As Christians who are seeking to be faithful to Scripture, what do we mean by conversion? What is it, and what does it look like? At the International Mission Board, we define conversion as follows:
Conversion is the divinely enabled personal response of individuals to the gospel in which they turn from their sin and themselves (repent) and trust in Jesus as Savior and Lord (believe).
Let’s break this definition down and look at each part.
First, conversion is a divinely enabled response to the gospel. Our responsibility as biblical Christians is to proclaim the good news and urge people to repent and believe. God, and God alone, actually saves people, and he saves people who are described by the Bible as dead, blind slaves to sin and are in the act of running away from him. This reality should encourage us to expect fruit even among those who are seemingly the most resistant to the gospel.
God has both the power and the willingness to raise the spiritually dead. This knowledge also should purify our methods and keep us faithful to the message. People are not saved by our packaging or marketing of the gospel. No one is genuinely converted by a watered-down message or a manipulative method. The Spirit of God takes the unvarnished message of the gospel of Jesus and makes dead people alive. This reality should keep us on our knees in prayer for the lost. If only God can save a lost person, we need to be faithful and urgent in prayer for him to do what only he can do in the lives of those we are evangelizing.
Second, conversion is a divinely enabled response of repentance and faith. These two things must be kept together. Repentance and faith are two sides of the same coin. When Jesus calls someone to salvation, he calls that person to die to sin. Cheap grace is unbiblical and saves no one. Saving faith is repenting faith, and we must call people to turn from their rebellion against God as they are turning to Jesus in faith.
Third, conversion is a divinely enabled response to the gospel. The message matters. No one can be saved without receiving, understanding, and trusting the content of the biblical gospel. There is no “Plan B.” Those who have never been reached with the gospel are lost, not because they have never heard but because they are guilty of sin before a holy God.
We have to get the gospel to those who have never heard it for them to have any hope of salvation. Furthermore, we have to get the message right no matter how unpopular parts of it may be in any given cultural setting. Because conversion is a divinely enabled response to the gospel, we have no liberty to smooth over the offensive edges of the message.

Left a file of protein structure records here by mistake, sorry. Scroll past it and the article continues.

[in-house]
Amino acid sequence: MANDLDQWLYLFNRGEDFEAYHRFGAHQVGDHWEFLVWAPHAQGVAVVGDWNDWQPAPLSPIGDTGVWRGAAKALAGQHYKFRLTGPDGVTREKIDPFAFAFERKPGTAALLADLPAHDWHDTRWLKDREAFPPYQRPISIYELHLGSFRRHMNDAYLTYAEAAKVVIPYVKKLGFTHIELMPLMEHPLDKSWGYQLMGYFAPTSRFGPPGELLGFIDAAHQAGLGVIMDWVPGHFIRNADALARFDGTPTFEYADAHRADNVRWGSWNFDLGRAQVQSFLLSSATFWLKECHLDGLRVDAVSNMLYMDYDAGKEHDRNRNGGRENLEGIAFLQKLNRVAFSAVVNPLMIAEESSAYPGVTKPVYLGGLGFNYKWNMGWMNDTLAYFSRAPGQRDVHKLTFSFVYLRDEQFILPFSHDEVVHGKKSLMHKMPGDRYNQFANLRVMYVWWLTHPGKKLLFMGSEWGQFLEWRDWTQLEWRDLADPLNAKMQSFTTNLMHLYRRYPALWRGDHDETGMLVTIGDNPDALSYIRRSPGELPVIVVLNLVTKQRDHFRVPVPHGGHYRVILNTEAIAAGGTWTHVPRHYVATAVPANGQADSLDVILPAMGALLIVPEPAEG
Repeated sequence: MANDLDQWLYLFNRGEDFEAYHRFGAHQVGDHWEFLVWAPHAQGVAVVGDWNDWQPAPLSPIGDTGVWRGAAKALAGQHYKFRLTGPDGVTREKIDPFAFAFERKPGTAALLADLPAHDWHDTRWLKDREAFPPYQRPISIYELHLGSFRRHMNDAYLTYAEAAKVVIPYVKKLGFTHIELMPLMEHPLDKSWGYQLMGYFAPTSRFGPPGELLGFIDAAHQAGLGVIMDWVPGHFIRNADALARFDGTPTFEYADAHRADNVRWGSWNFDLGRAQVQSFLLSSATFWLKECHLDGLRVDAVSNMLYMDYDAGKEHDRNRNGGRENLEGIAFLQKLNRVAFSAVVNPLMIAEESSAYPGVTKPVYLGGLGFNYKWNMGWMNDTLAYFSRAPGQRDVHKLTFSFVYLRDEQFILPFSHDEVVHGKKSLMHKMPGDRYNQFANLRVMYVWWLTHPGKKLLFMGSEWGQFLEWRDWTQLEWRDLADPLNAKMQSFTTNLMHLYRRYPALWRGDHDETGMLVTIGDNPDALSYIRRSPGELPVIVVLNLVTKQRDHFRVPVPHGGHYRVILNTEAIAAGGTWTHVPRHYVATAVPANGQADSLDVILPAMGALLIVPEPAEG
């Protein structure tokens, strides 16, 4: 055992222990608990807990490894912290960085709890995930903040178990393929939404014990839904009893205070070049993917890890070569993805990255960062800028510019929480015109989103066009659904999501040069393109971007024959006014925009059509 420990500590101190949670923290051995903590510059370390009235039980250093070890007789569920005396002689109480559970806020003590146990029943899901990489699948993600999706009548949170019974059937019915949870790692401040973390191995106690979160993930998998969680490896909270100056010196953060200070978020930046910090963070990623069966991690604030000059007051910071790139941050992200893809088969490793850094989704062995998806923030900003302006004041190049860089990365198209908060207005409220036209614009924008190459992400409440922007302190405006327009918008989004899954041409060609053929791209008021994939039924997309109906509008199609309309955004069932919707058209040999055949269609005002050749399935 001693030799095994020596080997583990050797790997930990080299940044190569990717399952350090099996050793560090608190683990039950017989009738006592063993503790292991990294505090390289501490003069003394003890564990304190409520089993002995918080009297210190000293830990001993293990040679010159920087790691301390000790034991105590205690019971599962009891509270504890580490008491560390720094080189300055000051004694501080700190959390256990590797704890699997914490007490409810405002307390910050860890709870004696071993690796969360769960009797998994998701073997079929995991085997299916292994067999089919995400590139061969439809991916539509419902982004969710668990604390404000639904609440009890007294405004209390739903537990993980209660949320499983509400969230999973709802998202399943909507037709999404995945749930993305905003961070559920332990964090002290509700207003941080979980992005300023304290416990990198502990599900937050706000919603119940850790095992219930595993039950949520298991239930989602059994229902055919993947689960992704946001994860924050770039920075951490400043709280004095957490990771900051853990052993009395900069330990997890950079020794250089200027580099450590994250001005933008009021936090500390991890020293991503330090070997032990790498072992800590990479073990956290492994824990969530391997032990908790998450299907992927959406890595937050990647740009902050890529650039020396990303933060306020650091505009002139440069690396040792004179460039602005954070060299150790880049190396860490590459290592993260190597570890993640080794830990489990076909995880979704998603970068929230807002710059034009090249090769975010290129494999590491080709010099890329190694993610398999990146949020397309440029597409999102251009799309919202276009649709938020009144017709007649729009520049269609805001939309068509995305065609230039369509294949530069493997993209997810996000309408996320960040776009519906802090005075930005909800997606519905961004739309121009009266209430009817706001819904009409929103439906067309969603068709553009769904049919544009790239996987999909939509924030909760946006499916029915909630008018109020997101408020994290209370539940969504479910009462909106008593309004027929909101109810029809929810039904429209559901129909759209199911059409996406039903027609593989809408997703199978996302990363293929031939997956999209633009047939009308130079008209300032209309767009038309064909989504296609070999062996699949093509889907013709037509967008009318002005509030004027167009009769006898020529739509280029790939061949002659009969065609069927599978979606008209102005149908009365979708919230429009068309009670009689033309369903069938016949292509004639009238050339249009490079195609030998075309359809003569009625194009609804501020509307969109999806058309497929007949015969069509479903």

We have to get the gospel to those who have never heard it for them to have any hope of salvation.
Fourth, conversion is radical. Scripture uses strong language to describe what happens to a person who is converted to Christ. According to the Bible, that person has died to the old life of rebellion against God. They are now new creations in Christ. They have been born all over again by the Holy Spirit. They no longer belong to themselves and no longer live for themselves. They have embarked on a lifelong journey of denying themselves, taking up their cross daily, and following Jesus. We have to present the gospel message in a way that a life of radical discipleship seems like the natural consequence of salvation and not an option, a surprising twist, or an unexpected bit of fine print.
Fifth, conversion is noticeable. Death to sin and rebirth in the Holy Spirit leave visible evidence. People who have been converted live differently, and those differences grow over time. By the Spirit they are putting sin to death, and they display the fruit of the Spirit in growing measure. In short, they are being conformed to the image of Christ, and they resemble him more and more. If change can’t be seen, it is safest to conclude that a conversion never happened.
Sixth, conversion is permanent. Those whom God saves, he saves permanently, and it shows. There is tremendous comfort in this. Real believers can take refuge in the fact that nothing can separate them from the love of God, and no one can snatch them out of his hand.
On the other hand, there also is a word of warning here. Temporary commitment is not a genuine conversion. We must make it clear when we share the gospel that this is a commitment for life and for eternity. We must exhort believers to persevere in their walk with Christ, whatever the circumstances and whatever the cost. Where there is no perseverance in faith, there are no biblical grounds for thinking that person was ever saved at all. We must withdraw assurance of salvation from those whose lives give no evidence of conversion, through the exercise of church discipline.
Zane Pratt is the vice president of training at IMB.